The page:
Martin Luther King, Jr.

Martin Luther King, Jr., Selma, Alabama March, 1965 | Photograph by Bruce Davidson, image and original data provided by Magnum Photos | ©Bruce Davidson / Magnum Photos

The Reverend Martin Luther King, Jr. was a pivotal figure in the African-American Civil Rights Movement. Among his many achievements, King led the 1955 Montgomery Bus Boycott that ended racial segregation on all Montgomery public buses; planned the drives in Alabama for the registration of African-Americans as voters; and directed the 1963 march on Washington of 250,000 people, to whom he delivered his “I Have a Dream” speech from the steps of the Lincoln Memorial, calling for racial equality and an end to discrimination.

King was named Man of the Year by Time magazine in 1963, and the following year he became the youngest person (at the age of thirty-five) to receive the Nobel Peace Prize for his work to end racial segregation and discrimination through nonviolent means. King was assassinated on April 4, 1968 while standing on the balcony of his motel room in Memphis, Tennessee as he readied to lead a protest march in sympathy with the city’s striking garbage workers.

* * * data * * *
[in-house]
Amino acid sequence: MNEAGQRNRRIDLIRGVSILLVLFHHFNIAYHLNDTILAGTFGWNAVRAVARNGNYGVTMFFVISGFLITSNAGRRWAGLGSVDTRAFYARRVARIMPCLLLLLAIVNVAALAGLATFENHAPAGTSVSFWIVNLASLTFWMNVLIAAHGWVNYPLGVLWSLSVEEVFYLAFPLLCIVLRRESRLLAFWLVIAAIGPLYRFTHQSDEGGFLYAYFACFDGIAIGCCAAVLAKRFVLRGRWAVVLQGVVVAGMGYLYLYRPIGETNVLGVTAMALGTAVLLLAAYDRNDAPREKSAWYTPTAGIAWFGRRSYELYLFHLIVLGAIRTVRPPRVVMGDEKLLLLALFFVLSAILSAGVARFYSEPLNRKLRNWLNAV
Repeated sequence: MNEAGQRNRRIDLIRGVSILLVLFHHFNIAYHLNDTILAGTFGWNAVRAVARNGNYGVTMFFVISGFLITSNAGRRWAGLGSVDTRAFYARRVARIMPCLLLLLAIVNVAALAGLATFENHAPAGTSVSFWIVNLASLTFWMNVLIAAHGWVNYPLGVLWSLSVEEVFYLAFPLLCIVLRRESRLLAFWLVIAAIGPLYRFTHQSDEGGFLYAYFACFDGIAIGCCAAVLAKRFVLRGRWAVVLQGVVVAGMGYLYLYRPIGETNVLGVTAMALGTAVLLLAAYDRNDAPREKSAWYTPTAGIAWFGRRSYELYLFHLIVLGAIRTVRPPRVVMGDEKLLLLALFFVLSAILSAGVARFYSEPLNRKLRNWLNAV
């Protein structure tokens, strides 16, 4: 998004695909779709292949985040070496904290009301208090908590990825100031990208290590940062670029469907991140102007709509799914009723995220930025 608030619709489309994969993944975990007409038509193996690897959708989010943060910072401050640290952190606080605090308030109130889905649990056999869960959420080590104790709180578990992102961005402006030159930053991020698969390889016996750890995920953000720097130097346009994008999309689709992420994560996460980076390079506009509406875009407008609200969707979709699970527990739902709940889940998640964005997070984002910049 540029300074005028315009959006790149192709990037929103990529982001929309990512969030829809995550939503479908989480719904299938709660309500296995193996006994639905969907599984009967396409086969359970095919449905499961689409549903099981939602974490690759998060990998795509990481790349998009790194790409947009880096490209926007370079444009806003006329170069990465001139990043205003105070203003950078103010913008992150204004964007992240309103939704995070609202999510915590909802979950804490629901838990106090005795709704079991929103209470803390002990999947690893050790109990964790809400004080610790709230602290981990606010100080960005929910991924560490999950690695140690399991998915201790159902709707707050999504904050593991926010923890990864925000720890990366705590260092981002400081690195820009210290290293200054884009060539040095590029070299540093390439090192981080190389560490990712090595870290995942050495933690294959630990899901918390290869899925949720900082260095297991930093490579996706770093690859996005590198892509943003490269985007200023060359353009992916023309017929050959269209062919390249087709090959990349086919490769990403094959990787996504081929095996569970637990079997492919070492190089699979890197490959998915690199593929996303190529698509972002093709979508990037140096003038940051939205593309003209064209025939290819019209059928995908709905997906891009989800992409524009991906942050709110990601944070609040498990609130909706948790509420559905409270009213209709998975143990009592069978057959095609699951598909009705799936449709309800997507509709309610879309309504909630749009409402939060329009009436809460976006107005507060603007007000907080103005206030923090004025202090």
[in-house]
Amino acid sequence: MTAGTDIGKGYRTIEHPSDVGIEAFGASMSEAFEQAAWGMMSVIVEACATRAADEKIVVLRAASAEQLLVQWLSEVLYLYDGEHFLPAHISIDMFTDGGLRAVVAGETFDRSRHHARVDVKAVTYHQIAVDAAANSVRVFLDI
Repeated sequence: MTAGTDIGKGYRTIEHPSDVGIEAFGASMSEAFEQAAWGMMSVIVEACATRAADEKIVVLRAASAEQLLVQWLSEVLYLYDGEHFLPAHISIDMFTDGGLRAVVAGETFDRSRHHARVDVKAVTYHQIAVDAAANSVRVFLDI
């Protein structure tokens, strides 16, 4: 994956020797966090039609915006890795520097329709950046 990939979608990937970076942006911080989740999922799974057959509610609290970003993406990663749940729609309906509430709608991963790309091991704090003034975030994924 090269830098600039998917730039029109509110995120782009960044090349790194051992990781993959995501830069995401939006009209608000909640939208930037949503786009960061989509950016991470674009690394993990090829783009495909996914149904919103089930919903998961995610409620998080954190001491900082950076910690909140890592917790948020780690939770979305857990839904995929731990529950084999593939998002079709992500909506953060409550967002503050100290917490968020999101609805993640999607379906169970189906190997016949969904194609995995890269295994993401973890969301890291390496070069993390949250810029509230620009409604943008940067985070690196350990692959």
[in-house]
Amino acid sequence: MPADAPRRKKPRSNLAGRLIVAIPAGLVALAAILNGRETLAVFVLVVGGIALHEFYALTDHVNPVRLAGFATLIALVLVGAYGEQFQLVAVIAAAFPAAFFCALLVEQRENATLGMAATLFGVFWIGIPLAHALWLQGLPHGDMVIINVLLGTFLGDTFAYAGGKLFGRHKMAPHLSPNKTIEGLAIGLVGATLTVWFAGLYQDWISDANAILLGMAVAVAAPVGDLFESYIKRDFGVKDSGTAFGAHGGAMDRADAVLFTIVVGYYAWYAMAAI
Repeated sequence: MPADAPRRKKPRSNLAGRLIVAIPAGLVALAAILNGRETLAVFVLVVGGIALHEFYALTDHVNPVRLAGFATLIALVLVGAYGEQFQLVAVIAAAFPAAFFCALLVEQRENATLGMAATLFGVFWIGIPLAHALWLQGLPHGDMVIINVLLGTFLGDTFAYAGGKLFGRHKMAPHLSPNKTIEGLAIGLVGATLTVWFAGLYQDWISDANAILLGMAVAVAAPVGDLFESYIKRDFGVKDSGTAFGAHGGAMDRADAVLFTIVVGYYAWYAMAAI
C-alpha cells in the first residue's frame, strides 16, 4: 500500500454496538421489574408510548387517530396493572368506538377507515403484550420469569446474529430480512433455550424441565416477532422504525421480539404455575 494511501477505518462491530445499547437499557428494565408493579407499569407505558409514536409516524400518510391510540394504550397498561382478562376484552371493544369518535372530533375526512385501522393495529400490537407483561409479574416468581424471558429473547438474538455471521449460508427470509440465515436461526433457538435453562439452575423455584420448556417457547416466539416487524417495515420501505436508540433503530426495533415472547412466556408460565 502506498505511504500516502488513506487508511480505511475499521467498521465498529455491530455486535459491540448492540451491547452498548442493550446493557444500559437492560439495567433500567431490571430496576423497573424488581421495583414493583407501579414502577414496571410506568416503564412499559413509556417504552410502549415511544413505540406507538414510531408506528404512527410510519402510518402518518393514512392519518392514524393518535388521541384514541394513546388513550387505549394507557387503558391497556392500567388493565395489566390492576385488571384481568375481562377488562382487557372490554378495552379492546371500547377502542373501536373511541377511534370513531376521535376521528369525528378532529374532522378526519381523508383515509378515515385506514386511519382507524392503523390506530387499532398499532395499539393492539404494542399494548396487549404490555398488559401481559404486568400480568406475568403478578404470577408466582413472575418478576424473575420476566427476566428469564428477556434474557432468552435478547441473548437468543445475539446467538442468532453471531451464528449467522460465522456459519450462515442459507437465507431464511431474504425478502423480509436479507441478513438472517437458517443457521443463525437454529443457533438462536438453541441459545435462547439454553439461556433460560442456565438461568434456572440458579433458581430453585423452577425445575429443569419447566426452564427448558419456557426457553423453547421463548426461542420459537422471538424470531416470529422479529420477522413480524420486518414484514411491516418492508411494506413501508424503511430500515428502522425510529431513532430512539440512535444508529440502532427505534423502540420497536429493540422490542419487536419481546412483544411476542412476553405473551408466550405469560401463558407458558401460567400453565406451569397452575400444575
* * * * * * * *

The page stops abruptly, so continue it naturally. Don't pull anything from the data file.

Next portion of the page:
Martin Luther King, Jr. Day was established as a U.S. federal holiday in 1986. It is observed on the third Monday of January each year, near King’s birthday, January 15.

A search for Martin Luther King leads to hundreds of images in the Artstor Digital Library, most notably dozens of photographs of King from Magnum Photos, including marches and speeches in Georgia, Alabama, Maryland, and Washington, DC. You will also find images of the Martin Luther King, Jr. Memorial in Washington from the Contemporary Architecture, Urban Design, and Public Art (ART on FILE Collection).